Things you should know on the rigid flex pcb manufacturing process

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Without printed circuit boards, the electronics world would be a very different place. Perhaps it wouldn’t be in existence at all. All common electronic devices such as pocket calculators, radios and televisions are powered by PCBs. Did you know that they use CT imaging technology during the rigid-flex PCB manufacturing process? Here are other fun facts you should know about these boards.

The rigid-flex PCB manufacturing process was popularized by the auto assembly industry. When assembling cars, manufacturers require PCBs that are reliable, have a long life and come at a competitive rate. In the early 1950s, they used PCBs made from various etching conductors such as aluminium and copper as they would find application in adverse weather conditions.
In the rigid-flex PCB manufacturing process, they get their green colour from glass-epoxy. Technically speaking the green matter in PCBs is a heat-laminated epoxy. It’s made up of woven fibreglass strands and it’s relatively resistant to flames. It’s used in the rigid-flex PCB manufacturing process due to its sturdy nature, relative strength in relation to its weight and can be used in high heat devices. Even when screwed to mechanical parts, it doesn’t lose shape due to stresses and vibrations. Compared to other similar materials, its relatively water-resistant and guarantees durability for quite some time.

After the rigid-flex PCB manufacturing process is complete, they’re no longer referred to as PCBs but rather Printed Circuit Board Assembly (PCBA). A PCBA is a PCA to which attachments have been added. These attachments give a board its functionality. During this transformation, electrical components such as transistors, capacitors and resistors are soldered onto the PCB. They are linked by the copper (or aluminium) pathways on the board. During manufacturing, they often prefer copper etching over aluminum etching as its more economical.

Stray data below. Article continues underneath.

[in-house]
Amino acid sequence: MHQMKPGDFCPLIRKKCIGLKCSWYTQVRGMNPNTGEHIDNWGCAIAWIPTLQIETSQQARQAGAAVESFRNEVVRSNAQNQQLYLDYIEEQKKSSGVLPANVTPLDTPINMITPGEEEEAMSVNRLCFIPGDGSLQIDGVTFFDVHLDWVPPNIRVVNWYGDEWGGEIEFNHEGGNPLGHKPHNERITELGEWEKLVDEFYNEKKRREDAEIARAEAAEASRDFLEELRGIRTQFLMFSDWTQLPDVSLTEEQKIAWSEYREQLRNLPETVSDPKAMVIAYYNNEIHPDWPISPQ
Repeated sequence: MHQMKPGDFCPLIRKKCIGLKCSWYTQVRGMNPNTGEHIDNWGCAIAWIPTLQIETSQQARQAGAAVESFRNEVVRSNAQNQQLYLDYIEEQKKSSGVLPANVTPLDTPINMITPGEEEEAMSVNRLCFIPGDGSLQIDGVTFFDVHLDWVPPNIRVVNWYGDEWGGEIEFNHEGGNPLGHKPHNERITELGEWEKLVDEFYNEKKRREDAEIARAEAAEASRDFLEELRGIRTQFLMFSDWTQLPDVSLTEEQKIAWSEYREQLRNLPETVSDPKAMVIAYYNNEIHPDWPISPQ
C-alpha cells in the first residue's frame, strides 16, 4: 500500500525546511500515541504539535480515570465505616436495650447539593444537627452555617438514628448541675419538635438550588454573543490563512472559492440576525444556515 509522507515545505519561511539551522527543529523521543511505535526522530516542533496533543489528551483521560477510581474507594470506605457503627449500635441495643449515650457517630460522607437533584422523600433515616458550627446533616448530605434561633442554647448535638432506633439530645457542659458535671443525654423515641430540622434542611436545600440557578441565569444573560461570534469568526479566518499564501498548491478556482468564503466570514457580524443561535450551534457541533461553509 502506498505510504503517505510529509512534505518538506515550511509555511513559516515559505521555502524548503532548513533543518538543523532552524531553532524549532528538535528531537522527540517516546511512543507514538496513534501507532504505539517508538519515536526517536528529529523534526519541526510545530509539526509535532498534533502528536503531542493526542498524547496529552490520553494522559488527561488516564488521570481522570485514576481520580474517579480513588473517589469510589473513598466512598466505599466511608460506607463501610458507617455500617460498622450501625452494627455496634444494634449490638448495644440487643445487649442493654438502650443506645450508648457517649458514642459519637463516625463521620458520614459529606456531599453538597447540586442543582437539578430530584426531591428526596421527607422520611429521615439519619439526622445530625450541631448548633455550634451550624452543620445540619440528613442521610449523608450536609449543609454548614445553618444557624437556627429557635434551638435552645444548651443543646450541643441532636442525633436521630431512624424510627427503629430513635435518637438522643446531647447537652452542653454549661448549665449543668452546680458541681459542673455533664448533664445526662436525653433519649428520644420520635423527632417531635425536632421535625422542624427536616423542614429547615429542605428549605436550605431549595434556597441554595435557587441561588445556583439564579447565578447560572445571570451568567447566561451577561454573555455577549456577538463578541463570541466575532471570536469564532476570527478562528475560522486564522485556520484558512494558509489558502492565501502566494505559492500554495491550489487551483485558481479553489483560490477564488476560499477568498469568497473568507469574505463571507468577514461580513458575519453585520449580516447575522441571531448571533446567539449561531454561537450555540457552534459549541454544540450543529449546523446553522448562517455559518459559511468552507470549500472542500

Before the modern rigid-flex PCB manufacturing process was invented, the used to attach electronic components to wood and solder them manually. Sounds hectic, doesn’t it? Well, it was. Imagine manually soldering a whole circuit board on wood. It was messy, cumbersome and impossible to produce on a large scale. Besides, these “boards” would be relatively large.
Kapton is used during the rigid-flex PCB manufacturing process as it has a high-temperature range. With a laser-cut, it’s quite easy to create a PCB stencil from a Kapton film. Thanks to these materials, manufacturers are able to design relatively complex circuits with ease. They achieve miniaturization without compromising on reliability or consistency.

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